Hanoi Statement calls for greater efforts to curb inequality
Asia-Pacific broadcasters have issued an official call for greater action to achieve gender equality in the media and to include people with disabilities.
Delegates to the ABU General Assembly forum “Women With the Wave”, held in Vietnam from 23-24 October 2013, issued a Hanoi Statement calling on governments, broadcasters and others in the media to work to end bias against women, girls and people with disabilities in and through the media.
The Hanoi Statement built on the work of the first Women With the Wave forum held in Seoul, Korea, in October 2012 and has recognised that persons with disabilities should be included.
The Statement notes that women and girls make up 50 per cent of the world’s population and there are one billion people living with some form of disability, and that equal rights and opportunity underpin healthy economies and societies.
It also recognises that the media has a crucial role to play in promoting women and persons with disabilities’ full participation in every aspect of life and society.
It calls for support from the forum backers as well as regional training institutions such as the Asia-Pacific Institute for Broadcasting Development (AIBD) and the Asian Media and Information Communication Centre (AMIC), commercial businesses and foundations, relevant NGOs and tertiary education institutions, including university journalism and communication departments.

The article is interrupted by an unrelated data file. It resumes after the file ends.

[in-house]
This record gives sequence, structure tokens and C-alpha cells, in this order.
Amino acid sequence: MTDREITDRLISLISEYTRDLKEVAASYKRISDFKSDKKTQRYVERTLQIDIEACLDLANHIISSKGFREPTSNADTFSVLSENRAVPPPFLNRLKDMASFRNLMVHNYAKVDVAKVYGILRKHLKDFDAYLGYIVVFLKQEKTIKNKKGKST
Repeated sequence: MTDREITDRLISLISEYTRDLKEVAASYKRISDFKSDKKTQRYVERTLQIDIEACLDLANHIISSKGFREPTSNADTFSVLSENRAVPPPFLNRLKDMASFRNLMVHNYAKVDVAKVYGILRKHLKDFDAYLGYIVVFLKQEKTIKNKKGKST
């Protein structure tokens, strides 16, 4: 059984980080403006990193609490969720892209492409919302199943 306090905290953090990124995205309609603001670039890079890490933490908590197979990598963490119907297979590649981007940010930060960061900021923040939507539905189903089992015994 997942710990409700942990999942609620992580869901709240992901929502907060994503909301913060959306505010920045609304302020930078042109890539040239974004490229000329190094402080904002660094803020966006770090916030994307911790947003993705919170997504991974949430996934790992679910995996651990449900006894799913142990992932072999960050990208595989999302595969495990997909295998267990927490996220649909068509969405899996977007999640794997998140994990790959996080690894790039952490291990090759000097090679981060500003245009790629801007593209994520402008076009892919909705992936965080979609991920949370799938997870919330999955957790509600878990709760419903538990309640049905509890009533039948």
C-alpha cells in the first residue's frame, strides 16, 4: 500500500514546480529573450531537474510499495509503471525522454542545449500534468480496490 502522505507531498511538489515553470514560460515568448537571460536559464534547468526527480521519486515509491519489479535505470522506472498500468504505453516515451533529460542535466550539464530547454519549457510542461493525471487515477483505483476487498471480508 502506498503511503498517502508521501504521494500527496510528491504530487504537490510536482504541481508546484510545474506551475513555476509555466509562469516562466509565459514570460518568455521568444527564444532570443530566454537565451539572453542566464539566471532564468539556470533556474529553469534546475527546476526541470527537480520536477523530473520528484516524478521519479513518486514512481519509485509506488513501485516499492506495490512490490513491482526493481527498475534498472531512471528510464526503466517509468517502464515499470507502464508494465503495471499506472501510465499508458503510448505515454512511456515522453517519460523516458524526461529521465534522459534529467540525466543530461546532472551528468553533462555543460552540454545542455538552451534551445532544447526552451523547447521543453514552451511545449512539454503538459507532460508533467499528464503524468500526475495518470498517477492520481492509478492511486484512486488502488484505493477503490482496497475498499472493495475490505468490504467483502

The Statement re-iterates a commitment to promoting widespread and affordable access to media and information and communication technology for women and girls and people with disabilities and to creating inclusive media and ICT environments that empower them through participation and access to expression and decision-making.
It also agreed on a 13-point list of actions that include: the development of a diversity action plan for the ABU in 2014; the use of the “Broadcasting for All – Focus on Gender” guidelines; access to training and digital media; the portrayal of stories, faces and voices of women, girls and people with disabilities; championing media leaders who promote equality; more content and balanced images of girls and women and persons with disabilities; piloting UNESCO’s Gender Sensitive Indicators for Media (GSIM) as a practical tool to assess and encourage equality; collaborating with partners such as the ITU to promote diversity in media and ICTs; securing industry-wide commitments to change; resource sharing; greater assistance by ABU members for smaller media institutions; the provision of educational modules for schools and tertiary institutions; greater use of accessible broadcasting tools and making early warning system and disaster risk reduction programs more accessible.